Sibelius, Jean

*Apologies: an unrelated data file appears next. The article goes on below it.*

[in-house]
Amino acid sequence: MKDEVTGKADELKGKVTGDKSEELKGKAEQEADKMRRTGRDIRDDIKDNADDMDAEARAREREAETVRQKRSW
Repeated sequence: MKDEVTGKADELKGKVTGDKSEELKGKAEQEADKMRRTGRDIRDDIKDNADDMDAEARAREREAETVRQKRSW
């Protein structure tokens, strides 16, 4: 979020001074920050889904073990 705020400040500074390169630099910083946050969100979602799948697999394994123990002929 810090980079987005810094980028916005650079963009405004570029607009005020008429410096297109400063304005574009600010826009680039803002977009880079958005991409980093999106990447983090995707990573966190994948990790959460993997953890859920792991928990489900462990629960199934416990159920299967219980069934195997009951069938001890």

Finnish composer of high rank, who is generally recognized as the head of the younger Finnish School. Sibelius was born in Tavastehus, Finland. He was educated for the law, but loved music and learned to play the violin, studying first with Wegelius in Helsingfors from 1885 to 1888, then studied counterpoint with Albert Becker at Berlin, from 1889 to 1890, and with Goldmark in Vienna in 1891. He then returned to Helsingfors and has since resided there. From 1893 he has taught theory at the Musical Institute and the Orchestral School in that city. He has added new lustre to the musical fame of his country, has proven himself a composer of real greatness, and through his excellent works has become known to the world at large. Inspired by the Kullero myths of Finland, Sibelius composed the Kullero Symphony, and has given to the beautiful poem a characteristic and peculiarly national interpretation. The companion pieces, Swan of Tuonela, and the Lemminkainen are tone-poems of great beauty and did much to bring the composer before the public. His other works are the opera, Maid in the Tower, produced at Helsingfors in 1896 and which was the first Finnish opera ever written; a suite, Carelia; suite, King Christian IV.; vocal ballads; string quartets; and quintets; pianopieces; songs; male choruses; a saga for orchestra; and cantatas, besides violin concertos and a suite on a historical motif, which was published in 1903. His suite, King Christian IV., is a remarkable work, which entitles its composer to be called really great. His latest composition is a violin concerto, which was played for the first time in England at a Promenade concert in October, 1907. His Swan of Tuonela was played in Philadelphia in 1904, and numerous other works have become known in this country by production under noted orchestral leaders. Sieblius has a decided leaning toward program music.